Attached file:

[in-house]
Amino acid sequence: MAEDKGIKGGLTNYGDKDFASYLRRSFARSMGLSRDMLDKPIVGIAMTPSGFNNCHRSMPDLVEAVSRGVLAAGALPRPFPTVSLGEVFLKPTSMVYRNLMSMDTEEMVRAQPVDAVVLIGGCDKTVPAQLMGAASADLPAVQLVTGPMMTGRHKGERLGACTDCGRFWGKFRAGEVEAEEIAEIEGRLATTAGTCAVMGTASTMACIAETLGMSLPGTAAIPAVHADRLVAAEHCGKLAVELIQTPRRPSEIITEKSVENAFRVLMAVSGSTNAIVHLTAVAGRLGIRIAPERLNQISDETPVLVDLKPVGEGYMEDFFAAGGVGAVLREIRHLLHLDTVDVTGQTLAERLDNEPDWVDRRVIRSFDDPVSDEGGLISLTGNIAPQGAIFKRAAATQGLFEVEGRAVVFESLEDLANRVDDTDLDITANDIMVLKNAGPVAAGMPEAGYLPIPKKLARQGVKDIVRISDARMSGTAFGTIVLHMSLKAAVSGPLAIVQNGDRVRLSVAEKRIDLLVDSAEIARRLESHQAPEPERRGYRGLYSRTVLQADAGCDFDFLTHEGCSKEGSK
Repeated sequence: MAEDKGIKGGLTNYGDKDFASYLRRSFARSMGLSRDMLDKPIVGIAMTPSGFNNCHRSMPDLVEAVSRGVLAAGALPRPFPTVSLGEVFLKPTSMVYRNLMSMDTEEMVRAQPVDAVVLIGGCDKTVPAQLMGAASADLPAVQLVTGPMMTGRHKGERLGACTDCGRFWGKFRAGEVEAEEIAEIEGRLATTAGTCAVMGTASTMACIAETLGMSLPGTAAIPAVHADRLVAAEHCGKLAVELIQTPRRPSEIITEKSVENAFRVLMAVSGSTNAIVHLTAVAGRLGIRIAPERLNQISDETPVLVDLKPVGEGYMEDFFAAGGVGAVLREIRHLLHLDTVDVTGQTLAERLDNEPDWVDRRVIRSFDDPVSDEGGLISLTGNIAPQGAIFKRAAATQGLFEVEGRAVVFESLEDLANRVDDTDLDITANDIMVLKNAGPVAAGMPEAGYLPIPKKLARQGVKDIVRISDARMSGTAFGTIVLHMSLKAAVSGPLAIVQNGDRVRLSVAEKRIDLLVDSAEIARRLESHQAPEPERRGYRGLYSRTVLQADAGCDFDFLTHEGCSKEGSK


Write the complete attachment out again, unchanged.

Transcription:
[in-house]
Amino acid sequence: MAEDKGIKGGLTNYGDKDFASYLRRSFARSMGLSRDMLDKPIVGIAMTPSGFNNCHRSMPDLVEAVSRGVLAAGALPRPFPTVSLGEVFLKPTSMVYRNLMSMDTEEMVRAQPVDAVVLIGGCDKTVPAQLMGAASADLPAVQLVTGPMMTGRHKGERLGACTDCGRFWGKFRAGEVEAEEIAEIEGRLATTAGTCAVMGTASTMACIAETLGMSLPGTAAIPAVHADRLVAAEHCGKLAVELIQTPRRPSEIITEKSVENAFRVLMAVSGSTNAIVHLTAVAGRLGIRIAPERLNQISDETPVLVDLKPVGEGYMEDFFAAGGVGAVLREIRHLLHLDTVDVTGQTLAERLDNEPDWVDRRVIRSFDDPVSDEGGLISLTGNIAPQGAIFKRAAATQGLFEVEGRAVVFESLEDLANRVDDTDLDITANDIMVLKNAGPVAAGMPEAGYLPIPKKLARQGVKDIVRISDARMSGTAFGTIVLHMSLKAAVSGPLAIVQNGDRVRLSVAEKRIDLLVDSAEIARRLESHQAPEPERRGYRGLYSRTVLQADAGCDFDFLTHEGCSKEGSK
Repeated sequence: MAEDKGIKGGLTNYGDKDFASYLRRSFARSMGLSRDMLDKPIVGIAMTPSGFNNCHRSMPDLVEAVSRGVLAAGALPRPFPTVSLGEVFLKPTSMVYRNLMSMDTEEMVRAQPVDAVVLIGGCDKTVPAQLMGAASADLPAVQLVTGPMMTGRHKGERLGACTDCGRFWGKFRAGEVEAEEIAEIEGRLATTAGTCAVMGTASTMACIAETLGMSLPGTAAIPAVHADRLVAAEHCGKLAVELIQTPRRPSEIITEKSVENAFRVLMAVSGSTNAIVHLTAVAGRLGIRIAPERLNQISDETPVLVDLKPVGEGYMEDFFAAGGVGAVLREIRHLLHLDTVDVTGQTLAERLDNEPDWVDRRVIRSFDDPVSDEGGLISLTGNIAPQGAIFKRAAATQGLFEVEGRAVVFESLEDLANRVDDTDLDITANDIMVLKNAGPVAAGMPEAGYLPIPKKLARQGVKDIVRISDARMSGTAFGTIVLHMSLKAAVSGPLAIVQNGDRVRLSVAEKRIDLLVDSAEIARRLESHQAPEPERRGYRGLYSRTVLQADAGCDFDFLTHEGCSKEGSK